Managing change – patterns and analytics


One of the keynotes at this year’s PELeCON conference was Steve Warburton from Surry University. He had two themes: Pedagogical Patterns and Learning Analytics. He started by referencing Gartner’s technology acceptance curve and He stated that computing power is doubling every year.  He recommended Ray Kurzweil’s book ‘The singularity is near’, which argues that technological change is exponential. He listed four stages of acceptance


  • Ignorance
  • Irrelevance
  • Important (but not for me)
  • I always told you so!

He distinguished between institutional controlled technologies (such as VLEs) and user controlled ones (such as OER, open networks and social media).  He argued that new jobs were emerging such as social networking workers and new scientist ethicists, referencing the report ‘The shape of jobs to come 2010-2030. He suggested that there were five challenges facing universities:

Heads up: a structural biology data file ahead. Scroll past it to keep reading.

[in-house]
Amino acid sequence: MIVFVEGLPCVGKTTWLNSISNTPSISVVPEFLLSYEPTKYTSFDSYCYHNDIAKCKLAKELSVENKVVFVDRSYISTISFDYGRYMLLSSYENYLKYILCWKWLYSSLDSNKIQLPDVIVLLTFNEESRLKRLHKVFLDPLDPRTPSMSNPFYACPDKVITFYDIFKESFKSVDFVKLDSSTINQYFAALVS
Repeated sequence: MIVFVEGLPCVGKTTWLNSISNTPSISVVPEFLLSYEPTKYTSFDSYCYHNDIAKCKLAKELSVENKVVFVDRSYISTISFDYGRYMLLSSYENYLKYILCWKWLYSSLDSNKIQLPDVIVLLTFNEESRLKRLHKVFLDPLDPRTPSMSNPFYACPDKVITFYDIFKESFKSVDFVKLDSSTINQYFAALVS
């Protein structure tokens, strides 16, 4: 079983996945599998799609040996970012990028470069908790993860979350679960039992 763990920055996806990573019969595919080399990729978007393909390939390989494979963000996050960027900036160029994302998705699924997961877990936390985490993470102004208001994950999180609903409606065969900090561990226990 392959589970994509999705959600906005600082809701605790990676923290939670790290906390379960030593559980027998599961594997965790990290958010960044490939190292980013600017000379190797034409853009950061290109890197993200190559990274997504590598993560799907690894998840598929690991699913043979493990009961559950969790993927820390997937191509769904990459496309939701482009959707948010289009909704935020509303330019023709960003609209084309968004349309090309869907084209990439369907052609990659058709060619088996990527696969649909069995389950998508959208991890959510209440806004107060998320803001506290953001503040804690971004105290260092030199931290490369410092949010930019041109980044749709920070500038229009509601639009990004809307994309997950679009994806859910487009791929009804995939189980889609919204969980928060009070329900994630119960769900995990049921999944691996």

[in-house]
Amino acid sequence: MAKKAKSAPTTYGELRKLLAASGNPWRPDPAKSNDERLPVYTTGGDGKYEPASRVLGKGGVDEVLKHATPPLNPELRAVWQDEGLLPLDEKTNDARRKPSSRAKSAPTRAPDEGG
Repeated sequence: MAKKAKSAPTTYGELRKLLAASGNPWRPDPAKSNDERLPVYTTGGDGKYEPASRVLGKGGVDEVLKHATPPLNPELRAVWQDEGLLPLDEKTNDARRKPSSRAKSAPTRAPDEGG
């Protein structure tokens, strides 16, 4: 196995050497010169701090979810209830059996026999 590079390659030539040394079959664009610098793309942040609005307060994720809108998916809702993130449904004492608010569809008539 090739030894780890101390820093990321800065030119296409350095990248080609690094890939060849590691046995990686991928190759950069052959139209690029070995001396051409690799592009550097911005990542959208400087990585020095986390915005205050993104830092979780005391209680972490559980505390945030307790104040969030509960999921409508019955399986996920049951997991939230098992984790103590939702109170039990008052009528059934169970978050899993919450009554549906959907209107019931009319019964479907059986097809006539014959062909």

• Business models
  • Big data
  • Demographic shift (an aging population)
  • Digital literacies, participation and exclusion
  • Value proposition, relevance, value network (i.e. what are universities for?)

He then introduced the concept of Pedagogical Patterns, derived fro Alexander’s work (Alexander, Ishikawa et al. 1977).  He defined patterns as formal structures for tackling a problem and providing a solution in a real world context. A Pattern describes a problem which occurs over and over again and describes the core of the solution. Pedagogical Patterns capture and reuse well known designs and provide a common language for describing them. He referenced the Pedagogical Patterns collection website

In the second half of his talk, he focused on Learning Analytics, and in particular how data can be harnessed by both teachers and learners. He highlighted George Siemens’ distinction between Learning Analytics and Academic Analytics. After describing some of the benefits of Learning Analytics and the ways in which they can be used, he listed a number of issues: ethics, legality, neutrality, Art vs. Science of teaching, Objective vs. Subjective interpretation and ocularcentrism i.e. representations become true. He concluded by arguing that design is both human and meaningful and that models are active and effective.


Alexander, C., S. Ishikawa, et al. (1977). A pattern language: towns, buildings, construction, Oxford University Press, USA.